[EVG photo from Monday evening]
The three-year renovation of The Neighborhood School and PS 63 on East Third Street between Avenue A and First Avenue has reached a boiling point with parents and nearby residents.
And now the aptly named Kafka Construction, the company behind the renovations, which include asbestos removal, have been removed from the job.
Members of The Neighborhood School’s Health and Safety Committee issued a statement dated today:
After parents of The Neighborhood School (PS363) and The Star Academy (PS63) elementary schools gathered 600 signatures in just two days on a petition alleging three years of health hazards at their schools created by ongoing construction work — including rodent infestation in classrooms, homeless encampments at fire exits and drug paraphernalia and human waste at the school’s entrance — the NYC School Construction Authority (SCA), on June 13, terminated Kafka Construction’s contract. The company’s completion date over the three-year period had been postponed twice, and they showed no signs of intending to complete the work or caring about the ramifications.
The co-located elementary schools ... have been covered in scaffolding for three years, blocking all sunlight into classrooms and creating a neighborhood eyesore. Local politicians and DOE officials who toured the schools in early June were shocked by what they found. It was enough to compel the SCA to take “drastic actions,” firing Kafka and bringing in an emergency contractor to complete the work, ostensibly by the beginning of next school year.
Parents could no longer keep silent when they discovered that each morning before school started, school administration had been forced to clean hypodermic needles, vomit and feces, found on the premises, before the children’s arrival. This was a problem created by the ongoing scaffolding surrounding the building which created conditions for all kinds of undesirable behavior after school hours.
The school’s cleaning efforts didn’t prevent used syringes from being found during a daytime fire drill or by an after-school group playing in what is left of the school’s yard, which is largely covered by construction equipment.
The flower boxes in front of the school, which once housed beautiful plants, are now rat infested, as is the area behind the school where construction equipment is stored. The entire building now has a problem with vermin, and children have been known to shriek when they see a rodent scamper across the room during class.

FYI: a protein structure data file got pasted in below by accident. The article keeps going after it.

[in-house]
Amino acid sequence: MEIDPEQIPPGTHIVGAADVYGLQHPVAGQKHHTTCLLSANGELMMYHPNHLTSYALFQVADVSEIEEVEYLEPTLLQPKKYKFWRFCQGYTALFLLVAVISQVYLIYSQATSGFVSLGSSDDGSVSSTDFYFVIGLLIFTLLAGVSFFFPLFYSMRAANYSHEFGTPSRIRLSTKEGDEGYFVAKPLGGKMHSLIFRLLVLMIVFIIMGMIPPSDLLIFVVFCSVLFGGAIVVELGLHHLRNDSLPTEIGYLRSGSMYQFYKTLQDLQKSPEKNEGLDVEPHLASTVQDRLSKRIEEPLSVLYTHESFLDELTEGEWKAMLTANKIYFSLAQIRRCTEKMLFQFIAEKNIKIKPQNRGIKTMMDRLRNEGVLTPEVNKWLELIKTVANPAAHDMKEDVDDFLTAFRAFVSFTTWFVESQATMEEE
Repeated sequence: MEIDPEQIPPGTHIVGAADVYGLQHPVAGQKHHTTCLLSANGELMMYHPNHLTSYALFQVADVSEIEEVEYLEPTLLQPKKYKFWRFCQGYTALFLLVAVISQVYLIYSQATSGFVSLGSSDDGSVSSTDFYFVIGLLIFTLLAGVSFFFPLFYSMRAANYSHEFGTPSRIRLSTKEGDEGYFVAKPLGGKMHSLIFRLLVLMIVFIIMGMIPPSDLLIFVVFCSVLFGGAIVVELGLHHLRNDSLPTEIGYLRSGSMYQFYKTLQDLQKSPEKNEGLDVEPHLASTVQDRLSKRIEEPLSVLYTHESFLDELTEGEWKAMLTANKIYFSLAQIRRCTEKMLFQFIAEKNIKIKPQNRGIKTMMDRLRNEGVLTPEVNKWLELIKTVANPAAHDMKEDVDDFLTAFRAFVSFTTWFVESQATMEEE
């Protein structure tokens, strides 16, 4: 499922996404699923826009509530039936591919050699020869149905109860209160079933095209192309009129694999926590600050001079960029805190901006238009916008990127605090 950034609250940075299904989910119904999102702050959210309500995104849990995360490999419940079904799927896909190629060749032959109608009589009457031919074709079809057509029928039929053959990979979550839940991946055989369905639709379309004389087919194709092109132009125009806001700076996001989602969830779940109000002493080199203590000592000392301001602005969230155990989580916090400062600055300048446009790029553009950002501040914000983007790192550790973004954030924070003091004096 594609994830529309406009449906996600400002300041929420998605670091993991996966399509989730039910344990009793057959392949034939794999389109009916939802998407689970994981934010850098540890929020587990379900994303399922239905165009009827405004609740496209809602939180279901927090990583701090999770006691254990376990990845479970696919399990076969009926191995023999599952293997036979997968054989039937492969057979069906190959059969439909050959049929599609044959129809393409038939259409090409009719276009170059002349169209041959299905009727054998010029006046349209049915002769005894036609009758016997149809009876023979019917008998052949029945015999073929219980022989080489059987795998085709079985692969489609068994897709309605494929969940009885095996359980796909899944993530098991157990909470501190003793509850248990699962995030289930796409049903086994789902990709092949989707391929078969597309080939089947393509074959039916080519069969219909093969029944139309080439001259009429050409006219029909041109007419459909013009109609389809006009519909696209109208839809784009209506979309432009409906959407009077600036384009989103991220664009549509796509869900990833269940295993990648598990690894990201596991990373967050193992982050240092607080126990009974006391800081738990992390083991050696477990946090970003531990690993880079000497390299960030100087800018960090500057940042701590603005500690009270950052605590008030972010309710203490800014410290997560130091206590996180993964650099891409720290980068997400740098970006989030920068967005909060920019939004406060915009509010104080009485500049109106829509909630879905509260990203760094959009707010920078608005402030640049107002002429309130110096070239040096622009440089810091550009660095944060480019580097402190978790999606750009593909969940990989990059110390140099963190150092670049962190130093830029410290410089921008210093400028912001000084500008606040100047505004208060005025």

Parents are relieved that Kafka has been fired, but remain concerned and skeptical that their kids will have a facility that is safe and an appropriate learning environment by September.
And here are some photos supplied by the parents...
[Syringes found against school wall during a fire drill]
A Kafka rep declined to comment to the Daily News.
Meanwhile, a resident who lives adjacent to the school sent along a few photos and commentary...
"We have had our lives turned upside down by this nightmare. It's been going on for over three years now and every year we're told the same thing. It will be done in August," the resident said. "We've called Kafka numerous times to complain. One particular instance...Kafka told us the project was delayed because they had to order a special kind of terracotta and it was only made by one company in California! They also told us to think of what a beautiful building it's going to be once it is completed. I'm sure the terracotta cost more than the teachers got in raises in the past 10 years or so.
"They could have build three new schools in the time it's taken them to renovate this one."
In early May, the artist JR and his Inside Out Project visited the school. The portraits of the students from Inside Out were then used to liven up the plywood on East Third Street...
The Kafka workers recently tore down the photos and tossed them in the dumpster. [Updated: The school had to remove the posters. The Department of Sanitation was going to levy fines for every poster, according to a parent. "Obviously frustrating but for an entirely different reason," per a parent.]
Per the resident: "You can name the post 'Dumpster full of children's tattered dreams of this project ever getting completed.'"
According to the Daily News, Department of Education officials are looking to secure a new construction company to finish the job. Officials are banning the Queens-based Kafka from taking new jobs with the city School Construction Authority for at least two years.